Farmer, A., Montori, V., Dinneen, S., & Clar, C. (2001). Fish oil in people with type 2 diabetes mellitus. The Cochrane Database of Systematic Reviews, (3), CD003205.
Farmer A, et al. Fish Oil in People With Type 2 Diabetes Mellitus. Cochrane Database Syst Rev. 2001;(3)CD003205. PubMed PMID: 11687050.
* Article titles in AMA citation format should be in sentence-case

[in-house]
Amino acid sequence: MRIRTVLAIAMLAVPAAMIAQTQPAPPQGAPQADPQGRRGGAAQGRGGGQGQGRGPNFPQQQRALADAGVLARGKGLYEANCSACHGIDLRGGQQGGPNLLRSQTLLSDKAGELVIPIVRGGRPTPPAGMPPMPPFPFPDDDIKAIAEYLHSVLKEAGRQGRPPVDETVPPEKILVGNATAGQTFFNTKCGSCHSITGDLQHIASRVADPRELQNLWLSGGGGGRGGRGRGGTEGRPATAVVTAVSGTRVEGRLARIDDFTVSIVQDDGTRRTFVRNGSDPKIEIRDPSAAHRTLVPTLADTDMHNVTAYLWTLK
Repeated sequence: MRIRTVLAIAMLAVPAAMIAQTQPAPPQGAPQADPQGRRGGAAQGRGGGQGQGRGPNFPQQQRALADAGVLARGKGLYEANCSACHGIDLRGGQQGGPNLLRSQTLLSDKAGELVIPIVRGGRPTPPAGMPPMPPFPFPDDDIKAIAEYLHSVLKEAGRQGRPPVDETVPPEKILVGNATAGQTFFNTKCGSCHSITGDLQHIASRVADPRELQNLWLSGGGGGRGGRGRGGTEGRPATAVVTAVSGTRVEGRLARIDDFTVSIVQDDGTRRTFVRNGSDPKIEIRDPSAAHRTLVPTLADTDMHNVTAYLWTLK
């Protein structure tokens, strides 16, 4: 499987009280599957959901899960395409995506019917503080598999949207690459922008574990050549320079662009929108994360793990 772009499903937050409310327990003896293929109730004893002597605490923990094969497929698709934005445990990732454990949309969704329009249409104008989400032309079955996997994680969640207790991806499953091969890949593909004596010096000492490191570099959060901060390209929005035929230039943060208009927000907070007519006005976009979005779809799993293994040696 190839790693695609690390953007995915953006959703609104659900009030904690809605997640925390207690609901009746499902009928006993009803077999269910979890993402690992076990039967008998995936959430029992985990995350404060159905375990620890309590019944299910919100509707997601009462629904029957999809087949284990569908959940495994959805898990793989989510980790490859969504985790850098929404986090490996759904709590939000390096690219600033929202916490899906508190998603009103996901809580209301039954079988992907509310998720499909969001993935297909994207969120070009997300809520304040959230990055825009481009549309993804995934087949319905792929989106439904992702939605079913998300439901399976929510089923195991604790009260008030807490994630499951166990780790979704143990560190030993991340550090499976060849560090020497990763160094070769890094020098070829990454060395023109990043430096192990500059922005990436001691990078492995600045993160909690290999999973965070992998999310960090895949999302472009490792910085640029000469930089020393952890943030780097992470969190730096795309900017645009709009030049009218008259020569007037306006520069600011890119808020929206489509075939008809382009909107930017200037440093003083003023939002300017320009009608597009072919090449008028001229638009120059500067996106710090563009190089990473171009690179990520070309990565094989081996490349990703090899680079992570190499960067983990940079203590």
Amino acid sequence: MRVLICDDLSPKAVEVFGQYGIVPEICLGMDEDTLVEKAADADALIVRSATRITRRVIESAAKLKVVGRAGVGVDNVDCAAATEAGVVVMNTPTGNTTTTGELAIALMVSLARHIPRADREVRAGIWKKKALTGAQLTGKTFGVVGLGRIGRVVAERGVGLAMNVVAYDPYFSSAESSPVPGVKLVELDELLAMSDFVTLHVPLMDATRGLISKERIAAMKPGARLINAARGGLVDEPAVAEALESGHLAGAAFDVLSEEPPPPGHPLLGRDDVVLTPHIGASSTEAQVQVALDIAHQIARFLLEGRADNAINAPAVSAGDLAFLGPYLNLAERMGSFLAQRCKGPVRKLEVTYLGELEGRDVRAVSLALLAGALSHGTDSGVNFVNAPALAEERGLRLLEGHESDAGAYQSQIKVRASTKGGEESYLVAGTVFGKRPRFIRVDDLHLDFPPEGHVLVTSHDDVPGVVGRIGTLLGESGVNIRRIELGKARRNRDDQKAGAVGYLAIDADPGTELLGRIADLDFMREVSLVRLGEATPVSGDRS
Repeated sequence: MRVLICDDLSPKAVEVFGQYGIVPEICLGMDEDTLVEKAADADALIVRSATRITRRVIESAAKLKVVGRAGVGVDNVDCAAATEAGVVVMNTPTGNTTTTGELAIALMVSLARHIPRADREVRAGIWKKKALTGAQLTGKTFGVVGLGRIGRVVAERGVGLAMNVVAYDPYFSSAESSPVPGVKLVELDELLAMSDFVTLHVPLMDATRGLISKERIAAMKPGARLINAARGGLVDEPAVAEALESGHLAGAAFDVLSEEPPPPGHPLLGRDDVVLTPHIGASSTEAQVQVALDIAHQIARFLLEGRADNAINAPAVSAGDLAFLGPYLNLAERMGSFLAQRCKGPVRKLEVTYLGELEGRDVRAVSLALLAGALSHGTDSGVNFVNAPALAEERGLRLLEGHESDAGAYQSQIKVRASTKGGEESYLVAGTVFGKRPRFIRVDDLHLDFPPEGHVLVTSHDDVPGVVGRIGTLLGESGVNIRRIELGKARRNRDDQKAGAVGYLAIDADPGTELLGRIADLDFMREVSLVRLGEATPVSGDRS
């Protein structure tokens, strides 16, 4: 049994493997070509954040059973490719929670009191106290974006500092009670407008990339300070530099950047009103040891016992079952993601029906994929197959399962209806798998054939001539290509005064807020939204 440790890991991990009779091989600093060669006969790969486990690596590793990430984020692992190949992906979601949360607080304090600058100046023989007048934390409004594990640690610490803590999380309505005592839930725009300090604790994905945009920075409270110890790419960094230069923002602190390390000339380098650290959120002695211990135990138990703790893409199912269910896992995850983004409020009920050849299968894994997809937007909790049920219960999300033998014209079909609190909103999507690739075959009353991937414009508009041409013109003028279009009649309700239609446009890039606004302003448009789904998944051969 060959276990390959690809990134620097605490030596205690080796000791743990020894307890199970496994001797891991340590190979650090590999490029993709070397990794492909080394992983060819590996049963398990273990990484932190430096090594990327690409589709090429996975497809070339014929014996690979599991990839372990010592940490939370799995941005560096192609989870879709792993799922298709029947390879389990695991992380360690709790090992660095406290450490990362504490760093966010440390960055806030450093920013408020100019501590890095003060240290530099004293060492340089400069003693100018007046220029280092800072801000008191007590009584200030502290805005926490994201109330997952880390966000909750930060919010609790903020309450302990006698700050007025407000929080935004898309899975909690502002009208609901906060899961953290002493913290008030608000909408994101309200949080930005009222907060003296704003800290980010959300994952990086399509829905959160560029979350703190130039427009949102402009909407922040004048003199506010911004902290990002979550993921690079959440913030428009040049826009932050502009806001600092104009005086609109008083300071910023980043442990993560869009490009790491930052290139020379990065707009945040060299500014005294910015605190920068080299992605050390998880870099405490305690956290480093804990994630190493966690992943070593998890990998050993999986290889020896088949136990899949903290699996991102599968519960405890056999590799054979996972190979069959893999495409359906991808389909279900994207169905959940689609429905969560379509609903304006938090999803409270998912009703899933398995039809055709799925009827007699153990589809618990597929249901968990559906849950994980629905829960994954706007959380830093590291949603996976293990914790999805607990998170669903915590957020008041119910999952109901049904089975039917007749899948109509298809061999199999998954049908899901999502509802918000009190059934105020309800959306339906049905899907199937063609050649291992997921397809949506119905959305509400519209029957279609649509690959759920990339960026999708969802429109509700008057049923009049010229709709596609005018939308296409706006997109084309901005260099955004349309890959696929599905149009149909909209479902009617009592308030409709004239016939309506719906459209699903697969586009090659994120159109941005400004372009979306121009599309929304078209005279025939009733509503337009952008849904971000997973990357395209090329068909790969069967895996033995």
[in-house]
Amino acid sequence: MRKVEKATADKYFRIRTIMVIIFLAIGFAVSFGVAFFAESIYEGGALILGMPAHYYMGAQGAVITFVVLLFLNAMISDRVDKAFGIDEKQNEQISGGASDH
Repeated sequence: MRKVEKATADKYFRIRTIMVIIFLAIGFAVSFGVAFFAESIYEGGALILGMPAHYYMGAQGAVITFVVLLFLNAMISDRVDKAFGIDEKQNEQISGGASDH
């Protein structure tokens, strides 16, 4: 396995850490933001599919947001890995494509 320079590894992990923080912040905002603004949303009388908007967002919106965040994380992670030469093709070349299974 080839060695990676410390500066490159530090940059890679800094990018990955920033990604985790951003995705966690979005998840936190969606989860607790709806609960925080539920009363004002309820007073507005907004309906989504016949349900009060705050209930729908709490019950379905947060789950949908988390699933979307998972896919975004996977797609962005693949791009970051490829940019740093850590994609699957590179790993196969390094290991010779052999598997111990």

TY - JOUR T1 - Fish oil in people with type 2 diabetes mellitus. AU - Farmer,A, AU - Montori,V, AU - Dinneen,S, AU - Clar,C, PY - 2001/11/1/pubmed PY - 2002/3/29/medline PY - 2001/11/1/entrez SP - CD003205 EP - CD003205 JF - The Cochrane database of systematic reviews JO - Cochrane Database Syst Rev IS - 3 N2 - BACKGROUND: People with type 2 diabetes mellitus are at increased risk from cardiovascular disease. Dietary fish oils are known to reduce triglyceride levels, but their impact on cholesterol levels, glycemic control and vascular outcomes are not well known. OBJECTIVES: To determine the effects of fish oil supplementation on cardiovascular outcomes, cholesterol levels and glycemic control in people with type 2 diabetes mellitus. SEARCH STRATEGY: We carried out a comprehensive search of the Cochrane Controlled Trials Register, Medline, Embase, Lilacs, bibliographies of relevant papers and contacted experts for identifying additional trials. Date of last search: September 2000. SELECTION CRITERIA: All randomized placebo-controlled trials in which fish oil supplementation was the only intervention in people with type 2 diabetes were included. Authors were contacted for missing information. DATA COLLECTION AND ANALYSIS: Three investigators performed data extraction and quality scoring independently with discrepancies resolved by consensus. MAIN RESULTS: Eighteen trials including 823 participants followed for a mean of 12 weeks were included. Doses of fish oil used ranged from 3 to 18 g/day. No trials with vascular event or mortality endpoints were identified. The outcomes studied were glycemic control and lipid levels. Meta-analysis of pooled data demonstrated a statistically significant effect of fish oil in lowering triglycerides by 0.56 mmol/l (95% CI -0.71 to -0.40 mmol/l) and raising LDL cholesterol by 0.21 mmol/l (95% CI 0.02 to 0.41 mmol/l). No statistically significant effect was observed for fasting glucose, HbA1c, total or HDL cholesterol. The triglyceride lowering effect and the elevation in LDL cholesterol were most marked in those trials that recruited people with hypertriglyceridemia and used higher doses of fish oil. No adverse effects of the intervention were reported. REVIEWER'S CONCLUSIONS: Fish oil supplementation in type 2 diabetes lowers triglycerides, may raise LDL cholesterol (especially in hypertriglyceridemic patients on higher doses of fish oil) and has no statistically significant effect on glycemic control. Trials with vascular event or mortality defined endpoints are needed. SN - 1469-493X UR - https://www.unboundmedicine.com/medline/citation/11687050/Fish_oil_in_people_with_type_2_diabetes_mellitus_ L2 - https://doi.org/10.1002/14651858.CD003205 DB - PRIME DP - Unbound Medicine ER -